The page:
Throughout the fiscal year, properly classifying inventory enables a business to do spot checks and create reports for more efficient operations. Inventory audits are never fun, whether you do it monthly, quarterly, or yearly, but classification definitely makes them less painful.

Putting your inventory into the right buckets can make your accounting life much easier, but the types of inventory you hold can often depend on your inventory management philosophy.

How Inventory Management Affects Inventory Types

With small factories, little capital, and facing uncertain demand, Japanese manufacturers had to learn to be as efficient as possible, producing what they needed on demand. Toyota famously perfected manufacturing inventory management in the decades after World War II, and their philosophy spread to the US in the 1980s, which is now known as Just In Time (JIT) inventory management, or lean manufacturing.

JIT inventory management strives for maximum efficiency in manufacturing, acquiring inventory as needed to be available just in time for production. A business that runs on a JIT methodology rarely holds safety stock and generally has low inventory levels, which reduces holding costs.

JIT inventory management has a sister philosophy called Just In Case Inventory (JIC). With JIC, businesses store large stocks to hedge against the risk of stockouts and uncertain demand. This helps prevent backorders, stockouts, and unhappy customers, but requires high inventory costs.

Most companies lie somewhere in between the JIT and JIC extremes, depending on the industry they operate in. If you deal in raw materials and commodities, it might make more sense to use JIC, while a retailer or drop shipper would be wise to lean towards JIT.

Wherever you land on the inventory management spectrum, all manufacturing businesses use five common inventory types to identify their stocks. Manufacturing inventory follows the manufacturing process, starting with raw materials, then moving to work in progress, and finished goods.

5 Common Inventory Types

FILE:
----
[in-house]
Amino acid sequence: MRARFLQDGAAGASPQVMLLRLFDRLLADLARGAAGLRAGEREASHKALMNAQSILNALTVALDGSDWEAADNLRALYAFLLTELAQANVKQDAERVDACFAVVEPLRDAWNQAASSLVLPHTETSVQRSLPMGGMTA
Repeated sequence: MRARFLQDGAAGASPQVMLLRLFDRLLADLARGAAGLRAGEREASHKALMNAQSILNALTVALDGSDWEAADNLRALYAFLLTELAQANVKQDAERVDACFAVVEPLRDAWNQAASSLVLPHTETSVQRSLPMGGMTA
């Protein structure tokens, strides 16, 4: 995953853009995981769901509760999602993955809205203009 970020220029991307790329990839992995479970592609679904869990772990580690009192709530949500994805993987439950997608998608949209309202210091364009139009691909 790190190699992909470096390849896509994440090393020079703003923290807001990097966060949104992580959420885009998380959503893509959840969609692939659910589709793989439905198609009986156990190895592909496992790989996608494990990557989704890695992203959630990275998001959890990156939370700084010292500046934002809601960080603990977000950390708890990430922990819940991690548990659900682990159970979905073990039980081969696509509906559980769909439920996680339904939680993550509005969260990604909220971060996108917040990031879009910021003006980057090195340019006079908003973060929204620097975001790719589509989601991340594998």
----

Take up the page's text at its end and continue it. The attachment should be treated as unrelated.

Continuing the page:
1. Raw Materials

Raw materials are the items manufacturers use to make their finished products. Raw materials can be commodities they buy on the open market or extract themselves, or components that are used in manufacturing. For example, if you’re a bicycle manufacturer, you would consider processed steel — which you purchase from a steel fabricator — part of your raw materials inventory.

2. Work in progress (WIP)

Work in progress inventory (WIP) is all the material waiting to be completed as a finished product. If you’re a bicycle manufacturer, all of the unfinished bikes you have in your shop could be considered WIP inventory. WIP is not raw materials or finished goods, they’re somewhere in the middle and thus get the WIP designation. Think of all the materials being used on a factory floor as WIP inventory.

3. Finished Goods

Finished goods are items that are ready to be sold. They’ve been manufactured from your raw material, passed inspection and are waiting for your customers to purchase them. For accounting purposes, finished goods are combined with raw materials and WIP inventory to make up the total inventory line item on a balance sheet. If you were a bicycle manufacturer, the complete bikes would fit into finished goods.

Retail businesses use a different, but similar inventory type called finished goods ready to be sold. This inventory type is different from finished goods in manufacturing because they’re finished items purchased for sale for retail or wholesale. The clothes a fashion retailer acquires are always ready to be sold upon arrival, whereas finished goods by manufacturers were once raw materials and work in progress before being ready to be sold for wholesale and retail.